Listening to Music Improves Your Sex Life, Reduces Stress, Increases Productivity: Sonos Survey

A survey shows that listening to music improves our mood and sex life, and makes us more productive.

Sonos has released the findings of a worldwide survey and US-based field study that demonstrates the power of audio to impact health, well-being, and creativity. Globally, people who listen to music three or more hours a day say it is more essential than coffee, sex, or TV, the survey finds.

The global survey — which included 12,000 people across 12 countries — found that listening, especially to music, is key to “reducing stress, improving productivity, feeling more connected to one another, and being healthier.”

According to the survey, 73 percent of respondents said that listening to music helps them be more productive at work that drinking coffee might. Respondents also said that their productivity increased by 50 percent or more, and half said that they wouldn’t be as successful without music.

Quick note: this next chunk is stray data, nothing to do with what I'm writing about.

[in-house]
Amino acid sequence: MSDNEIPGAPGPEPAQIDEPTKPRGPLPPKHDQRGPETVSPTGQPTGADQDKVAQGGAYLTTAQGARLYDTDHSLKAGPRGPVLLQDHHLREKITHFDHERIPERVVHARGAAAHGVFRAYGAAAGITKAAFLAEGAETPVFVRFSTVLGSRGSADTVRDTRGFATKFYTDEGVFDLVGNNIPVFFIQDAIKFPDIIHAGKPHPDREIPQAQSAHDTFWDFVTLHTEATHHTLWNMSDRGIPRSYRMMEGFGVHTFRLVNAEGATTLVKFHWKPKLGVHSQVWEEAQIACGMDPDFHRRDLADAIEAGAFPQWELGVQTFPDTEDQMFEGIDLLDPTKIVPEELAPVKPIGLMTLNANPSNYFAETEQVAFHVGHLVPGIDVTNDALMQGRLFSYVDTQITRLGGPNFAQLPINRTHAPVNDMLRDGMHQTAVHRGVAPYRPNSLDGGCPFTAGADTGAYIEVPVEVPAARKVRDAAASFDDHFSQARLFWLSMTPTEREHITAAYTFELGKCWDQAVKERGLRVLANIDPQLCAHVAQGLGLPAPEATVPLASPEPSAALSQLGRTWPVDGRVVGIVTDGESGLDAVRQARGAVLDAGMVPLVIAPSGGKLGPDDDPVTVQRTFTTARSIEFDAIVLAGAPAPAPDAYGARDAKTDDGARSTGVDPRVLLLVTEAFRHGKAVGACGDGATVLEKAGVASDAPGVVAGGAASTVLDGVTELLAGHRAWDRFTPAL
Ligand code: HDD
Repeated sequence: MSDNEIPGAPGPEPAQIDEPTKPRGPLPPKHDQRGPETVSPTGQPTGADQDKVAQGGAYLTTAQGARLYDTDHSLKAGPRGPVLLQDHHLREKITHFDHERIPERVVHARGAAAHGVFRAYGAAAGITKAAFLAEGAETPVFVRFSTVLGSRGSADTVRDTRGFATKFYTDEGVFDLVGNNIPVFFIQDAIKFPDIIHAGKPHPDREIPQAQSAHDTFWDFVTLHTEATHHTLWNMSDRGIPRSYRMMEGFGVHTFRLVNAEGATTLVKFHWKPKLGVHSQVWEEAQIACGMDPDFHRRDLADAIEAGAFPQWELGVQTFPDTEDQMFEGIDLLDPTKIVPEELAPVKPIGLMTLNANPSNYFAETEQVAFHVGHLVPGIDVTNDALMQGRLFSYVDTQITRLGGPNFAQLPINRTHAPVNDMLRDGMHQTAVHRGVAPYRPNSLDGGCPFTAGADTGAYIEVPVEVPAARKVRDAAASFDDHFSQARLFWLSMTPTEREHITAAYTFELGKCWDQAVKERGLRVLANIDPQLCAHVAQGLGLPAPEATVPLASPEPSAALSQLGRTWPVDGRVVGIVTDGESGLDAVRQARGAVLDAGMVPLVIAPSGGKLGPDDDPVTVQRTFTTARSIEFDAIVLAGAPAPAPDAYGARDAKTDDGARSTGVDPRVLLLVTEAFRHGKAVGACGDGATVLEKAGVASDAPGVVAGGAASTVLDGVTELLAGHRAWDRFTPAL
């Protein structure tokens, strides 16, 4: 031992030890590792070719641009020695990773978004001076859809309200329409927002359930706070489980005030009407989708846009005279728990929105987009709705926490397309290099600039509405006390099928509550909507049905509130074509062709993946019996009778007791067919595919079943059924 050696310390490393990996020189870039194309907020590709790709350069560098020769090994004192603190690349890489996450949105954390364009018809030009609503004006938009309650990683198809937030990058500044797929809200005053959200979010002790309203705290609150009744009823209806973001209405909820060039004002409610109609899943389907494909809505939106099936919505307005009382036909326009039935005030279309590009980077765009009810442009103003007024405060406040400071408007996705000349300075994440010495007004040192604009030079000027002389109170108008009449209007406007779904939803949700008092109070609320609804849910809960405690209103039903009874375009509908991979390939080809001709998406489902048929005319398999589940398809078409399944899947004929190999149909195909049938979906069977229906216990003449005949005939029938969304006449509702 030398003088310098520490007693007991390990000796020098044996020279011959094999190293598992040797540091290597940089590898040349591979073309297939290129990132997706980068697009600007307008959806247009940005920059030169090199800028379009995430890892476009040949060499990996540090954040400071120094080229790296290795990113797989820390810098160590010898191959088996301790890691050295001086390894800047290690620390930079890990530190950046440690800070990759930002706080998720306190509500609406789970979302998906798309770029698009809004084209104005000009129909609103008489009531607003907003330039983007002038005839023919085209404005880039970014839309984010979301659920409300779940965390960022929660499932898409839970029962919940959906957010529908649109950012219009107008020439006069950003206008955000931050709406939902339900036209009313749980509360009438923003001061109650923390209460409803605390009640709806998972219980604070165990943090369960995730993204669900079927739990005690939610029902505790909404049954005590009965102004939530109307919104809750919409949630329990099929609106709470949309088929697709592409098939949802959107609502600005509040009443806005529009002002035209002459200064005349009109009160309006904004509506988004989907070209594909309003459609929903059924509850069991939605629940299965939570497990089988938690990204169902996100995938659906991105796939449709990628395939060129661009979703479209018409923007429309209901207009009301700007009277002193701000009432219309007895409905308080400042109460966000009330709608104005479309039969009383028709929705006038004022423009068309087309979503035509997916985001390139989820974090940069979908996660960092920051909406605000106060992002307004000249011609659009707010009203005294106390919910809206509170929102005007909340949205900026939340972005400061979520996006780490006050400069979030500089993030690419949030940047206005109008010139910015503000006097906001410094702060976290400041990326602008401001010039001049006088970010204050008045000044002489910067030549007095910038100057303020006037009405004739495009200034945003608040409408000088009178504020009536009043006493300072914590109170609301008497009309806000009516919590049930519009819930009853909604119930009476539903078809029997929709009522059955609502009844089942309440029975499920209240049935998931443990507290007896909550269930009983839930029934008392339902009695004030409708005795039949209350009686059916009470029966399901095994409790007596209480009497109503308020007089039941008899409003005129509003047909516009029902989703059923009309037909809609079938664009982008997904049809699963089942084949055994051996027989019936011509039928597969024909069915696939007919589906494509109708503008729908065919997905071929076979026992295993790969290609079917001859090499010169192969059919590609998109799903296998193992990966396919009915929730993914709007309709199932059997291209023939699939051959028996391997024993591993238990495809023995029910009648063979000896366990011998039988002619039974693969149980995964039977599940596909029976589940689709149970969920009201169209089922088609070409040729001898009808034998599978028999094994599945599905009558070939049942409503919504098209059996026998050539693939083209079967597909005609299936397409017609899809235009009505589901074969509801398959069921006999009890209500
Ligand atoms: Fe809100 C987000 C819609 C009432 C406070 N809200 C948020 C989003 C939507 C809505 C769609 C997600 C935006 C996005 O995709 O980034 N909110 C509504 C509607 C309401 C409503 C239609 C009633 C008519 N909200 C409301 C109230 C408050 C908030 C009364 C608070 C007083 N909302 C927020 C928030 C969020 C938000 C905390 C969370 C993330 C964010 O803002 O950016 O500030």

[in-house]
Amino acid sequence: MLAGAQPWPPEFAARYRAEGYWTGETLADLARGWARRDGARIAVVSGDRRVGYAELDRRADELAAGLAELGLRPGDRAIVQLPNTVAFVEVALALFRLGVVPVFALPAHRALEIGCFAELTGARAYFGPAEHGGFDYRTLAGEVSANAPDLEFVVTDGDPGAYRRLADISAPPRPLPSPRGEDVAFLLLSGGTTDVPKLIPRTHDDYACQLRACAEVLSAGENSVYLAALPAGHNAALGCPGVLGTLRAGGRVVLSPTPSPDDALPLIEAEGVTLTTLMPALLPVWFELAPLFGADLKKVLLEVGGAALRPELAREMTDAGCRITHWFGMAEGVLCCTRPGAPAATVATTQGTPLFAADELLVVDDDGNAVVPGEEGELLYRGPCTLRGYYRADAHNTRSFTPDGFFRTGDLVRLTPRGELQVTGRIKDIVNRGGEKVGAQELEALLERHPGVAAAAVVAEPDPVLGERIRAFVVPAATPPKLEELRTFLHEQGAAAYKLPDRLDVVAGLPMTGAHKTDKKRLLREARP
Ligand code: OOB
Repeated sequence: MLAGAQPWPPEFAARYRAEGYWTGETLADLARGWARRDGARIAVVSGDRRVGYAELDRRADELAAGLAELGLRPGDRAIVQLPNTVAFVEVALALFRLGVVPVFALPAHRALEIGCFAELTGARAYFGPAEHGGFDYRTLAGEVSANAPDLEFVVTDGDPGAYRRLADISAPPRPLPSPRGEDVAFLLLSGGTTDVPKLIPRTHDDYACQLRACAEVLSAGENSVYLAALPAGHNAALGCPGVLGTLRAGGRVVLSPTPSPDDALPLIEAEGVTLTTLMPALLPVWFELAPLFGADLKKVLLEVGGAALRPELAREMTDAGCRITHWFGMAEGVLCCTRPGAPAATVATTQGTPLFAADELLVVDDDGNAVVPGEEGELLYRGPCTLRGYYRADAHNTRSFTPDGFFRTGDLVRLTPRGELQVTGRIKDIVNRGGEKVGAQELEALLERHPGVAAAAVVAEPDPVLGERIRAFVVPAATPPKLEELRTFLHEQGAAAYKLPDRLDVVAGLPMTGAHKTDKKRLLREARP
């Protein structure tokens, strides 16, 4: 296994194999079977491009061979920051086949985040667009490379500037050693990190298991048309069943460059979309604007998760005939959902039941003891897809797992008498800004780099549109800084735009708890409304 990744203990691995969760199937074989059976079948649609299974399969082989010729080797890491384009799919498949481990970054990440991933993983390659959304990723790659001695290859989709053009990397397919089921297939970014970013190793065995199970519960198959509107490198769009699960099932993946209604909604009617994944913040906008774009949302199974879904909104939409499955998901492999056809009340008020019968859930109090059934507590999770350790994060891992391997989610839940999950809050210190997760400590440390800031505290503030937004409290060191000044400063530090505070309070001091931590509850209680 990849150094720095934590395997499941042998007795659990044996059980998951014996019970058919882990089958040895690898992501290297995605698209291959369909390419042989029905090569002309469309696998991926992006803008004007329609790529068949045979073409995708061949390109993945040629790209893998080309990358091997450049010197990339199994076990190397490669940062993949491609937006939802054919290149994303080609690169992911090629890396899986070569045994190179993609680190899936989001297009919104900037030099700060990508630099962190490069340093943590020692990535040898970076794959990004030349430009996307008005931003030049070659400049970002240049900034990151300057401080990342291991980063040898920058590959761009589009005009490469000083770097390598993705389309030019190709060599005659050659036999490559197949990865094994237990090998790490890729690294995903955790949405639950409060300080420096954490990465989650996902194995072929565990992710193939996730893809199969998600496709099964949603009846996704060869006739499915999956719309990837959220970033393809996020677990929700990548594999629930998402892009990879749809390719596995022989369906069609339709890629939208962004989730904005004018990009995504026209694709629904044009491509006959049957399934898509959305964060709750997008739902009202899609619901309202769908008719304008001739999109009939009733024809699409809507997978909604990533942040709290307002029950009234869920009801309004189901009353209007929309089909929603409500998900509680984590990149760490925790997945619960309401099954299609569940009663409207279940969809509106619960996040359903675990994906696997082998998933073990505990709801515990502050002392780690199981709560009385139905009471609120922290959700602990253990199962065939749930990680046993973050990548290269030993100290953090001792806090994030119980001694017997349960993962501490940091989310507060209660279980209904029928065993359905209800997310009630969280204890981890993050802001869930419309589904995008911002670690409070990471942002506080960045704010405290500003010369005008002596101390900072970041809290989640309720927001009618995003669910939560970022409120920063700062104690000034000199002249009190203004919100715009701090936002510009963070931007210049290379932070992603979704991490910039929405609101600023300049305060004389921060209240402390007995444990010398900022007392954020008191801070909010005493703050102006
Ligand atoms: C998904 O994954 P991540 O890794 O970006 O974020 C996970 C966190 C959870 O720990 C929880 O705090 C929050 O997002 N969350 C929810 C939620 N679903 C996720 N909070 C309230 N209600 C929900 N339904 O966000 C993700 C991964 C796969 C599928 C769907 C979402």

Additionally, 75 percent of respondents who exercise regularly said that music has been made more of an impact than any exercise supplement. Another interesting tidbit is that 76 percent of people said that a person’s taste in music tells them more about them than their tattoos.

Music also has a big impact on one’s sex life, concluded the survey. According to the survey, about 59 percent of people say listening to the right music can make sex better, and 56 percent feel the right music can make them more adventurous in the bedroom. Additionally, 76 percent of people surveyed feel an instant connection when they know someone likes the same music, and 70 percent say good taste in music makes someone more attractive.

Music also greatly affects human emotions, as 54 percent of respondents said that music has made them “either laugh or cry unexpectedly,” while 68 percent said that music improves their mood and 74 percent feel less stressed when listening to a favourite song.

The online survey was conducted from March 15 to April 5, 2019, and included people in 12 countries around the world. The survey looked at a total of 12,010 members of the online population between the ages of 21 and 50 in the U.S., Canada, Mexico, the U.K., France, Germany, Sweden, Denmark, Belgium, Netherlands, China, and Australia. Data within countries is balanced across gender (approximately 50% male and 50% female) and age (approximately 33% ages 21 to 30, 33% ages 31 to 40, and 33% ages 41 to 50).

Reads the entire survey results here.